• Saskia
    July 13, 2015 at 10:18 PM

    LOVE your floaty pens! Especially the second one – is that Florence?
    I definitely don’t think of digital being any less legitimate than other publishing. Have spent the whole night reading blogs, being utterly transported; and am now off to bed with a book.
    I see the blogisphere as being pretty similar to the teetering pile of books next to my bed actually, just easier to access, and no dusting required!
    PS. Hope you’re feeling better soon.

  • Jane @ Shady Baker
    July 13, 2015 at 8:41 PM

    Hi Pip. Firstly…I have finally got my hands on your book and I have devoured it quickly and loved it. Already it has made me think of little ways I can put more goodness into my days. No huge changes, no completely life changing events, just small, achievable things that I can do right now. Thank you, just what I needed at a busy and sometimes challenging time in life! It is super cute too, what is not to love about a pretty pink book with nice paper?

    I read a lot of stuff online, mostly blogs, restaurant reviews and the news. I also love (some) real magazines and beautiful books. I think online and offline both have a different purpose. Without sounding too dramatic blogging has changed my life and opened up friendships and opportunities. I cannot imagine how this would have been possible without the online world! x

  • Annette
    July 13, 2015 at 7:16 PM

    I think online writing is just like offline – there’s rad, uplifting, educational stuff (I’m looking at you Pip and other blogger/creative/clever types) and then there’s garbage like former pollies attacking people (who have already been attacked in the most heinous ways) in the fancy schmancy we’ve got the big bucks newspaper – so there’s good and terrible stuff happening in print, whether there’s ink or backlighting involved.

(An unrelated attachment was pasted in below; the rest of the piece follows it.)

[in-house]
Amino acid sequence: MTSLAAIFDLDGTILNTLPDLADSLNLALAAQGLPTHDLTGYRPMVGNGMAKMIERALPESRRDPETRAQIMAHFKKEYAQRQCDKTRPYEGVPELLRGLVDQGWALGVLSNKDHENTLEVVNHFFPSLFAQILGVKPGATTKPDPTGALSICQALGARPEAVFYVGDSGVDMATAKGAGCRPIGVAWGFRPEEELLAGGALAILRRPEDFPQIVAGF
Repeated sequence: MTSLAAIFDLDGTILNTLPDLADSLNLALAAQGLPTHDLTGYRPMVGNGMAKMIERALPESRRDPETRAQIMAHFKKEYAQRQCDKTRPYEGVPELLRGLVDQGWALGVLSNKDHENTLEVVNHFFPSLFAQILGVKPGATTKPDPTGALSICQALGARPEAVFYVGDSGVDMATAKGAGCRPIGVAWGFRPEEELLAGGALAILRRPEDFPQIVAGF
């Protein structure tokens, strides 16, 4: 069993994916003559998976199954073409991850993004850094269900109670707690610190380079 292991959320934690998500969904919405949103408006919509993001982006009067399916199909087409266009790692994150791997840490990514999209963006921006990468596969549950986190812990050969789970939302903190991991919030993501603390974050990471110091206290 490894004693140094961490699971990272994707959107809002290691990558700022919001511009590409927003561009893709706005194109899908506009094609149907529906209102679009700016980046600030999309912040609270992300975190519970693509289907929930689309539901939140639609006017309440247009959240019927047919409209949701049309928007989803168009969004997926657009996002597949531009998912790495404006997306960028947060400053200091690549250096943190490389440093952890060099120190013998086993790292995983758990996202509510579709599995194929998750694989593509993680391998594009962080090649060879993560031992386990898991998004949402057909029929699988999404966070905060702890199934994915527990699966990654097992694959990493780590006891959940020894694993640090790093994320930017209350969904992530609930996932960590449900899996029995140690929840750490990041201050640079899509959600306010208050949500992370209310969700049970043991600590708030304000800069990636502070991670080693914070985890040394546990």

It’s about what we choose to read.
    I think those who create tiny subcultures online are doing a great thing for us as choosy news (and not news) choosers.
    We get to click in and participate in great conversations, or click away if we don’t find what we’re looking for, just like we can leave those horrid newspapers to rot on their stands.
    I love that I can be a minuscule participant in this digital landscape.

  • Zanni Louise
    July 13, 2015 at 7:13 PM

    Hmmm. All good thoughts to think about. I think you are right on all levels. I do worry about those beautiful articles, slurped up then quickly forgotten as they disappear into cyber space. But looking back over my blog lately made me so glad to have all recorded all those memories. Even if only a handful of people ever read them. They are not beside my bed. But they are in a place I can access, and I am glad about that.

    • Meet Me At Mikes
      July 13, 2015 at 7:15 PM

      Do you know what else? My middle child who just moved out has been LOOKING ON MY BLOG for HOME-STYLE recipes to cook at his new place. So… I realise my blog/writing is TOTES legit to him. (Thank you for reading and commenting!) x